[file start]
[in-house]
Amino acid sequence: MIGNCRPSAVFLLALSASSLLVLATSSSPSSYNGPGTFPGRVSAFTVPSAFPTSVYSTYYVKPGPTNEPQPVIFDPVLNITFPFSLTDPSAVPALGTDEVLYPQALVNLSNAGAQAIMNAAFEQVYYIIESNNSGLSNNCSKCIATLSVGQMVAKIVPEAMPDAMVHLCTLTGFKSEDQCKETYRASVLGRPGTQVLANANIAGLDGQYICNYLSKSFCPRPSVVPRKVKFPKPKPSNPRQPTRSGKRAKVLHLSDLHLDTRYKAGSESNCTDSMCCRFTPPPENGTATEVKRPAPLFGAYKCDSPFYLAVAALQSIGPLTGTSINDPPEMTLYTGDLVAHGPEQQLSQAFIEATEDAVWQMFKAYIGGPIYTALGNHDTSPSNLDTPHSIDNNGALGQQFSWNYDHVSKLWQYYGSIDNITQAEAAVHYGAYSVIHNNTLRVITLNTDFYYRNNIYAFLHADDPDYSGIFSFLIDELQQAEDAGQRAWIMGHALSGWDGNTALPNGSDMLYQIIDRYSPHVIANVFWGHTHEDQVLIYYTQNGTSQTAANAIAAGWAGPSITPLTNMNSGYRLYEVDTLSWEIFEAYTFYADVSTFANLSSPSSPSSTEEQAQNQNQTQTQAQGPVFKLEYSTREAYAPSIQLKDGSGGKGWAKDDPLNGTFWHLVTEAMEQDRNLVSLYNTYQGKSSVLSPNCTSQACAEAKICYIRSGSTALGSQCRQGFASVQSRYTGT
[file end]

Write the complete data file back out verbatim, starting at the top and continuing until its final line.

[in-house]
Amino acid sequence: MIGNCRPSAVFLLALSASSLLVLATSSSPSSYNGPGTFPGRVSAFTVPSAFPTSVYSTYYVKPGPTNEPQPVIFDPVLNITFPFSLTDPSAVPALGTDEVLYPQALVNLSNAGAQAIMNAAFEQVYYIIESNNSGLSNNCSKCIATLSVGQMVAKIVPEAMPDAMVHLCTLTGFKSEDQCKETYRASVLGRPGTQVLANANIAGLDGQYICNYLSKSFCPRPSVVPRKVKFPKPKPSNPRQPTRSGKRAKVLHLSDLHLDTRYKAGSESNCTDSMCCRFTPPPENGTATEVKRPAPLFGAYKCDSPFYLAVAALQSIGPLTGTSINDPPEMTLYTGDLVAHGPEQQLSQAFIEATEDAVWQMFKAYIGGPIYTALGNHDTSPSNLDTPHSIDNNGALGQQFSWNYDHVSKLWQYYGSIDNITQAEAAVHYGAYSVIHNNTLRVITLNTDFYYRNNIYAFLHADDPDYSGIFSFLIDELQQAEDAGQRAWIMGHALSGWDGNTALPNGSDMLYQIIDRYSPHVIANVFWGHTHEDQVLIYYTQNGTSQTAANAIAAGWAGPSITPLTNMNSGYRLYEVDTLSWEIFEAYTFYADVSTFANLSSPSSPSSTEEQAQNQNQTQTQAQGPVFKLEYSTREAYAPSIQLKDGSGGKGWAKDDPLNGTFWHLVTEAMEQDRNLVSLYNTYQGKSSVLSPNCTSQACAEAKICYIRSGSTALGSQCRQGFASVQSRYTGT